12. International Partnership for Human RightsAnnual EU-Turkmenistan Human Rights Dialogue takes place in Ashgabat

Latest News

  1. Europe goes to New York This WEEK
  2. Nine EU 'commissioners' asked to clarify declarations
  3. Dismiss Italy's Salvini at your peril
  4. Malta PM accused of 'blackmail' over slain reporter
  5. Diplomats back Romania's Kovesi for EU top prosecutor
  6. Brexit raises questions for EU defence integration
  7. Low-carbon cities can unlock €21tn by 2050, report finds
  8. France, Italy want 'automatic' distribution of migrants

Stakeholders' Highlights

  1. Nordic Council of MinistersNew campaign: spot, capture and share Traces of North
  2. Nordic Council of MinistersLeading Nordic candidates go head-to-head in EU election debate
  3. Nordic Council of MinistersNew Secretary General: Nordic co-operation must benefit everybody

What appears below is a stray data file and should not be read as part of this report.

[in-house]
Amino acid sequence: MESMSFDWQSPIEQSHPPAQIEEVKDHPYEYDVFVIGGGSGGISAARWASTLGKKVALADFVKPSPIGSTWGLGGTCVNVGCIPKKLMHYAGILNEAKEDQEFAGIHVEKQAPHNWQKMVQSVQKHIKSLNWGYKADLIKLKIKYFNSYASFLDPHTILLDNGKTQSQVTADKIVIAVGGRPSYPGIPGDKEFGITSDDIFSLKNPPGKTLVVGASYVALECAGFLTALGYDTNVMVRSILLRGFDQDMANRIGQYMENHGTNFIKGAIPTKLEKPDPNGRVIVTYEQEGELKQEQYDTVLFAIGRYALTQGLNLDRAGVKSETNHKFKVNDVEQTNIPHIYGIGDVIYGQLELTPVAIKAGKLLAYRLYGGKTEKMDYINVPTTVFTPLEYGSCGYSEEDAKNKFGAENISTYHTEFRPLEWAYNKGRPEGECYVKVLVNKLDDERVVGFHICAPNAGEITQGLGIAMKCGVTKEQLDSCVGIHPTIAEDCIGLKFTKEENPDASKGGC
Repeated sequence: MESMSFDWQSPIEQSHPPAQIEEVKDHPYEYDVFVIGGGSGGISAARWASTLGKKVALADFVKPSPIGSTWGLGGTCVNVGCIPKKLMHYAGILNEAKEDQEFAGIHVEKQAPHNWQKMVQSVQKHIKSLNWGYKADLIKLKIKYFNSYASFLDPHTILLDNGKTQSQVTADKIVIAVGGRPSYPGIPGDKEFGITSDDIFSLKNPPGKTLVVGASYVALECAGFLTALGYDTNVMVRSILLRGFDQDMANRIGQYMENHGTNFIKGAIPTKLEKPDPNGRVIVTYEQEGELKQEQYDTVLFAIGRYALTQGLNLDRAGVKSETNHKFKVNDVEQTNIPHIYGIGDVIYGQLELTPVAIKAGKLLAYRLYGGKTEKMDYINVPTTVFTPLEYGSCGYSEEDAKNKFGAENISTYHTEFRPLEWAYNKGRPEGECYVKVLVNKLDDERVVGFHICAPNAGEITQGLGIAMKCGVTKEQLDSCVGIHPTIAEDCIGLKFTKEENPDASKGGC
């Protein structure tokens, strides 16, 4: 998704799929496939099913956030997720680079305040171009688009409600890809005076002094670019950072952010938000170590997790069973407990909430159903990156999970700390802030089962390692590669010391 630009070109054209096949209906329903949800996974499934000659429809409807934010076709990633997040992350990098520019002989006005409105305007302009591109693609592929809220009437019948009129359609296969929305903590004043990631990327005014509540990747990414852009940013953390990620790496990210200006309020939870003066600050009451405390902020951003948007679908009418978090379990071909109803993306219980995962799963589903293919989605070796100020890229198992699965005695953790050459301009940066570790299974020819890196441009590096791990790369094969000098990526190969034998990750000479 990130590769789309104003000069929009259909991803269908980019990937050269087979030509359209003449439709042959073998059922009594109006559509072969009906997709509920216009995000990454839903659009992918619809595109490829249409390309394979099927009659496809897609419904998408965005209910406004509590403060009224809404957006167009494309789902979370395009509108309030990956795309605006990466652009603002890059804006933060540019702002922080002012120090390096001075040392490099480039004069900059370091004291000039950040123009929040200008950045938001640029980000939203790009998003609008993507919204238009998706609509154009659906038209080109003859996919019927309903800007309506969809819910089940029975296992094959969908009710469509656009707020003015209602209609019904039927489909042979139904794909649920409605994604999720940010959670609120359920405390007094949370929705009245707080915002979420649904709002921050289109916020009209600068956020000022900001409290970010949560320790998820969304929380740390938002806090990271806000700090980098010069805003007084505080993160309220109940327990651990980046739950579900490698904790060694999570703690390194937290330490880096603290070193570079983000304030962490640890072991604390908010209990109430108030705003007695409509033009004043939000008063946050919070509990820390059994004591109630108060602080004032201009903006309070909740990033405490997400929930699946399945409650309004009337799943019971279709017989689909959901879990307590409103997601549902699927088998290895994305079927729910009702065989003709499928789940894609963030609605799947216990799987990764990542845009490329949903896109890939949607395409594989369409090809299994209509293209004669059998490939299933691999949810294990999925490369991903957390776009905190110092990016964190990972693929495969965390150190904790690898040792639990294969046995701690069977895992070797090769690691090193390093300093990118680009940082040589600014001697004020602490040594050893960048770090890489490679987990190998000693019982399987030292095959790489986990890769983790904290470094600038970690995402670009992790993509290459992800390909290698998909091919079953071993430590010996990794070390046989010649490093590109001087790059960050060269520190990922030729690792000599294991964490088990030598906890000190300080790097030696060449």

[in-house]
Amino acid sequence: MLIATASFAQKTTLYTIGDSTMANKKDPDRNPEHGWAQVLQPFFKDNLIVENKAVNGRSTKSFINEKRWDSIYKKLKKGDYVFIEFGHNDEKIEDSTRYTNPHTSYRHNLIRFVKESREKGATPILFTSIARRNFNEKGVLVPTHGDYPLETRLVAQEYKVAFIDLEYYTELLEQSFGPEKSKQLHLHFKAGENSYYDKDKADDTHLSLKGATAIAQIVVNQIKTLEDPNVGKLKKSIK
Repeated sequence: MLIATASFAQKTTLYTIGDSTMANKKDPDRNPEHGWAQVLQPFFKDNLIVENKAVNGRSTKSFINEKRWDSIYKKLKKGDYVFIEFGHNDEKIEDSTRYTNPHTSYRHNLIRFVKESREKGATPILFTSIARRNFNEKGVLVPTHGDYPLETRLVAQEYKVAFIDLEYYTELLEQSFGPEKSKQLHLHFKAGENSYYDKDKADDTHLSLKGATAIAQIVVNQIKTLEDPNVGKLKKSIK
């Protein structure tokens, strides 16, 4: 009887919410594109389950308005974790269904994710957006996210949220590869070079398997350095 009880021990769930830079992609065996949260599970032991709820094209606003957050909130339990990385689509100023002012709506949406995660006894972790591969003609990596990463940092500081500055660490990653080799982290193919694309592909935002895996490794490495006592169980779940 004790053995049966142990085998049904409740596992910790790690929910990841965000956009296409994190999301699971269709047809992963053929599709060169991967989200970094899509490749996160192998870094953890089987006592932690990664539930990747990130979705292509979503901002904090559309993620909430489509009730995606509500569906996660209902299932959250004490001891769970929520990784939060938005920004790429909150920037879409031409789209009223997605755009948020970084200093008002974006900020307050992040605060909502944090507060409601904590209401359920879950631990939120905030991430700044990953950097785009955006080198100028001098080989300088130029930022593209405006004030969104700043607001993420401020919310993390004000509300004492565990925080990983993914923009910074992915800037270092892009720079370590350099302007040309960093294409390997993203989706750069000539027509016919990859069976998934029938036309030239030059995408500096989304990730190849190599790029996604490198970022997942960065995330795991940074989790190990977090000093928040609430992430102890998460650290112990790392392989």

4. Platform for Peace and JusticeMEP Kati Piri: “Our red line on Turkey has been crossed”
  5. UNICEF2018 deadliest year yet for children in Syria as war enters 9th year
  6. Nordic Council of MinistersNordic commitment to driving global gender equality
  7. International Partnership for Human RightsMeet your defender: Rasul Jafarov leading human rights defender from Azerbaijan
  8. UNICEFUNICEF Hosts MEPs in Jordan Ahead of Brussels Conference on the Future of Syria
  9. Nordic Council of MinistersNordic talks on parental leave at the UN
  10. International Partnership for Human RightsTrial of Chechen prisoner of conscience and human rights activist Oyub Titiev continues.
  11. Nordic Council of MinistersNordic food policy inspires India to be a sustainable superpower
  12. Nordic Council of MinistersMilestone for Nordic-Baltic e-ID

Join EUobserver

Support quality EU news

Join us